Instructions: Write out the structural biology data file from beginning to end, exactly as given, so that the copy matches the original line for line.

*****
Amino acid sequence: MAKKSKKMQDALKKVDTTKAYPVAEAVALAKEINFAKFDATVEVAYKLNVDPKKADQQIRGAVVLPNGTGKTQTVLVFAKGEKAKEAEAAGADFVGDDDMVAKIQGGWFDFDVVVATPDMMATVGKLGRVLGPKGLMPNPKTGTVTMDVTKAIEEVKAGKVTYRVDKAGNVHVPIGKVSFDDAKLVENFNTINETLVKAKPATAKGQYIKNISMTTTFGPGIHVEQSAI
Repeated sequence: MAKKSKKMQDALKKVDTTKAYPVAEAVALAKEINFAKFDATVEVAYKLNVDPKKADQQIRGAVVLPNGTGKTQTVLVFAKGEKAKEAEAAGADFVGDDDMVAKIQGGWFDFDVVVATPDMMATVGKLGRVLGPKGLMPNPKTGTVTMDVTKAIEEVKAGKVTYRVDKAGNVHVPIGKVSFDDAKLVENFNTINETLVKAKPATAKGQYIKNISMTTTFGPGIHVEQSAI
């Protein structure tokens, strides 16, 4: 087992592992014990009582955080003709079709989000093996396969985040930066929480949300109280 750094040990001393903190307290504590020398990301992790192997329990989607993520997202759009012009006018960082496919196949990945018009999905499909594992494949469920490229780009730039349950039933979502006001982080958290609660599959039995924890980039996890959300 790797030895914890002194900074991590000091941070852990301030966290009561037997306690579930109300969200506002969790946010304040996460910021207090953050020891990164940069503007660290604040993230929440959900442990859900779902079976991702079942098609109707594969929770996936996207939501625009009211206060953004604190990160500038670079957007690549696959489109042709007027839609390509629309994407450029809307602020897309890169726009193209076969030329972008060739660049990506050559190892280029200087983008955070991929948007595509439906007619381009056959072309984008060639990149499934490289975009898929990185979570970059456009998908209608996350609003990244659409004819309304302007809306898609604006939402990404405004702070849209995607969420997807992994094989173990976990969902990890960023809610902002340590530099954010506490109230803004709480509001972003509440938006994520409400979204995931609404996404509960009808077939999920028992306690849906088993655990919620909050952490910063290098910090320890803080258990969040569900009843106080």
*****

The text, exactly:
Amino acid sequence: MAKKSKKMQDALKKVDTTKAYPVAEAVALAKEINFAKFDATVEVAYKLNVDPKKADQQIRGAVVLPNGTGKTQTVLVFAKGEKAKEAEAAGADFVGDDDMVAKIQGGWFDFDVVVATPDMMATVGKLGRVLGPKGLMPNPKTGTVTMDVTKAIEEVKAGKVTYRVDKAGNVHVPIGKVSFDDAKLVENFNTINETLVKAKPATAKGQYIKNISMTTTFGPGIHVEQSAI
Repeated sequence: MAKKSKKMQDALKKVDTTKAYPVAEAVALAKEINFAKFDATVEVAYKLNVDPKKADQQIRGAVVLPNGTGKTQTVLVFAKGEKAKEAEAAGADFVGDDDMVAKIQGGWFDFDVVVATPDMMATVGKLGRVLGPKGLMPNPKTGTVTMDVTKAIEEVKAGKVTYRVDKAGNVHVPIGKVSFDDAKLVENFNTINETLVKAKPATAKGQYIKNISMTTTFGPGIHVEQSAI
């Protein structure tokens, strides 16, 4: 087992592992014990009582955080003709079709989000093996396969985040930066929480949300109280 750094040990001393903190307290504590020398990301992790192997329990989607993520997202759009012009006018960082496919196949990945018009999905499909594992494949469920490229780009730039349950039933979502006001982080958290609660599959039995924890980039996890959300 790797030895914890002194900074991590000091941070852990301030966290009561037997306690579930109300969200506002969790946010304040996460910021207090953050020891990164940069503007660290604040993230929440959900442990859900779902079976991702079942098609109707594969929770996936996207939501625009009211206060953004604190990160500038670079957007690549696959489109042709007027839609390509629309994407450029809307602020897309890169726009193209076969030329972008060739660049990506050559190892280029200087983008955070991929948007595509439906007619381009056959072309984008060639990149499934490289975009898929990185979570970059456009998908209608996350609003990244659409004819309304302007809306898609604006939402990404405004702070849209995607969420997807992994094989173990976990969902990890960023809610902002340590530099954010506490109230803004709480509001972003509440938006994520409400979204995931609404996404509960009808077939999920028992306690849906088993655990919620909050952490910063290098910090320890803080258990969040569900009843106080």